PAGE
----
Is the whole TARP plan a criminal enterprise? Sounds farfetched, I suppose. But after reading about Special Inspector General Neil Barofsky’s report, it may well be that TARP is just one big criminal problem.
Listen to this: Barofsky’s investigators reported Monday that they have opened 20 criminal probes into possible securities fraud, tax-law violations, insider-trading, and mortgage-modification fraud related to TARP. Yup, those are criminal probes. Barofsky is the special IG overseeing the bailout program. And for some reason the mainstream media refuses to report this on the front pages where it belongs.
Barofsky’s report spans 247 pages. And it says that the very character of the bailout program makes it “inherently vulnerable to fraud, waste and abuse, including significant issues related to conflicts of interest facing fund managers, collusion between participants and vulnerabilities to money laundering.”
By the way, one of Barofsky’s recommendations is for Treasury to abandon its whole plan of buying toxic assets from banks and investors. The IG’s report also notes that what started last October as a single-purpose $750 billion effort to buy toxic securities has morphed into twelve separate programs that cover up to $3 trillion in direct spending, loans, and loan guarantees. In other words, TARP is nearly equal in size to the entire federal budget.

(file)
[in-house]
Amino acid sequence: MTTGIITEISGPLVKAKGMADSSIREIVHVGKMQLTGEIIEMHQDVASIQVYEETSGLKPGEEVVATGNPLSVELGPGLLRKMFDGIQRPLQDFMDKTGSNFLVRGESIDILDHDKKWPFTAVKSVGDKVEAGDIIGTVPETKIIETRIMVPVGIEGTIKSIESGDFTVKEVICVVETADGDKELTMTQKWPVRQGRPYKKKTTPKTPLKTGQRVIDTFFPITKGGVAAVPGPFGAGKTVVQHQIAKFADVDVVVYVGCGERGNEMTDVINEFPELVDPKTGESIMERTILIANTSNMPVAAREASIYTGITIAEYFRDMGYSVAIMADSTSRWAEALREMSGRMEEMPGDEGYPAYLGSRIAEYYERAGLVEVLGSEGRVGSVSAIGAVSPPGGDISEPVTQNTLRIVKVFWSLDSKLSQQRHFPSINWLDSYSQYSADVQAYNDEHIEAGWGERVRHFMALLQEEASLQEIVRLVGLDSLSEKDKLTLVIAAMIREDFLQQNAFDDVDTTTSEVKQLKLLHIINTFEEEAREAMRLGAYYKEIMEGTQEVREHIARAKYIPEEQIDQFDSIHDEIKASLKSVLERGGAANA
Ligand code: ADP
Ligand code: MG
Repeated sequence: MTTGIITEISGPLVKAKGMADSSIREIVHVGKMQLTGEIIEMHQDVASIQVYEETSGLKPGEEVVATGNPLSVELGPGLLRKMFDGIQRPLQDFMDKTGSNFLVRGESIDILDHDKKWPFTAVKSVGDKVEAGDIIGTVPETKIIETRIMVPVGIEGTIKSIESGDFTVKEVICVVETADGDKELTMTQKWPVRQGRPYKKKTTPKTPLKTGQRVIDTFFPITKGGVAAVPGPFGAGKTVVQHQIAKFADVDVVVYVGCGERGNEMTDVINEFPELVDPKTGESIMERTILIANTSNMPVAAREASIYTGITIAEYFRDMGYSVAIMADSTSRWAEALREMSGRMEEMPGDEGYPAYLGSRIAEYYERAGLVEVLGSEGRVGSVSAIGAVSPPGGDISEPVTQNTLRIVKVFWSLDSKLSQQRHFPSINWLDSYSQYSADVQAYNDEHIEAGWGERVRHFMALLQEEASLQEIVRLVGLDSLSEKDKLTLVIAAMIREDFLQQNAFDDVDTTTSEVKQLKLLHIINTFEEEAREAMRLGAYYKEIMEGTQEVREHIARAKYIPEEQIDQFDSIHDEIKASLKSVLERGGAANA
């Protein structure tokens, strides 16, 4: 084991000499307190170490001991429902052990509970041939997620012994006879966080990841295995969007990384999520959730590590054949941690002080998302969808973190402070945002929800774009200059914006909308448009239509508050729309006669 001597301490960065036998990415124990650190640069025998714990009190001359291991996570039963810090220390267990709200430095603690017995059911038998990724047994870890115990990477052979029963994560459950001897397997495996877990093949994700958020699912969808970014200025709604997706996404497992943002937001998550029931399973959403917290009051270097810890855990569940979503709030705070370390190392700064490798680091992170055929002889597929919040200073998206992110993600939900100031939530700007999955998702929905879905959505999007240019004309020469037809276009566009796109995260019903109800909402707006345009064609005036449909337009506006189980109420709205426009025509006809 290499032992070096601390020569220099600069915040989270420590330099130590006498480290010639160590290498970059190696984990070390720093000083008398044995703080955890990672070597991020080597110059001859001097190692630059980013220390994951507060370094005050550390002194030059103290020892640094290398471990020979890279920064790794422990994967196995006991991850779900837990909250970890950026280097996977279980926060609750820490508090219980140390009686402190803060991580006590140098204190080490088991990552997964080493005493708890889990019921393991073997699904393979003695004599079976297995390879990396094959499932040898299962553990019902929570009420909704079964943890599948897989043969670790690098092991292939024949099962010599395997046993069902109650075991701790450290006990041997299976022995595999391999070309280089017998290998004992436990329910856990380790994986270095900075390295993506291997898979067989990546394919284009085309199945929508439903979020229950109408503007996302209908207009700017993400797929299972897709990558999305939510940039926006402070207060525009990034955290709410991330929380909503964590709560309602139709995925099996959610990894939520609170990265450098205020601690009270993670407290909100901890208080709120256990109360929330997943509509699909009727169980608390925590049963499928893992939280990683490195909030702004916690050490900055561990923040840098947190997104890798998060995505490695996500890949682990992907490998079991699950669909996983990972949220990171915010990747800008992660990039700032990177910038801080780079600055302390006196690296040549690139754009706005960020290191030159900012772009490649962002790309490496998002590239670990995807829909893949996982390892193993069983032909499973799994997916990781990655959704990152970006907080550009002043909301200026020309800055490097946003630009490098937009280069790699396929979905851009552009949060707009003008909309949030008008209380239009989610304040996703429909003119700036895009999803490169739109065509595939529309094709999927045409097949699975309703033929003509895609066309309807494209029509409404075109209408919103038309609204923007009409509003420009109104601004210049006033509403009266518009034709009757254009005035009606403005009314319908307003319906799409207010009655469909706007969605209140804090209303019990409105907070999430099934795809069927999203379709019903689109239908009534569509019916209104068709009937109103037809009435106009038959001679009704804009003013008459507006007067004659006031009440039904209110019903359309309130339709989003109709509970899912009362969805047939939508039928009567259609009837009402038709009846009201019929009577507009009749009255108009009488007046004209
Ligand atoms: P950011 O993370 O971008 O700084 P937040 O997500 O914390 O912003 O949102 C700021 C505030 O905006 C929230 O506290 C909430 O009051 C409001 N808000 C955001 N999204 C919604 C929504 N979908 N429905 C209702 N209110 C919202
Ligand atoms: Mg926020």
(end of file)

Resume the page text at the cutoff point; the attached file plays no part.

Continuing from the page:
Now, Geithner & Co. has said very little about this. Even in yesterday’s TARP oversight hearing, very little was said about the Barofsky critique. That’s too bad, because this is a crucial area of investigation. TARP is badly in need of reform — or maybe better yet, badly in need of termination.
Think about this: TARP, which is now linked to substantial criminal activity, has ballooned to the size of a second federal budget and represents the biggest government-directed intrusion into the economy in history — vastly bigger than the New Deal. And not only is there TARP for banks, insurance companies, and non-bank financial institutions, but also for GM, Chrysler, and various auto suppliers, and perhaps soon enough for credit cards, newspapers, and other sectors of the economy.
This is why I believe the era of democratic free-market capitalism is coming to an end. It is being replaced by state-directed corporatism on a grand scale. This is central planning that goes way beyond the American tradition.
Now we will wait and see if the investigative process for TARP turns into a judicial process, and whether this criminal enterprise puts the long arm of the law onto specific, individual criminals.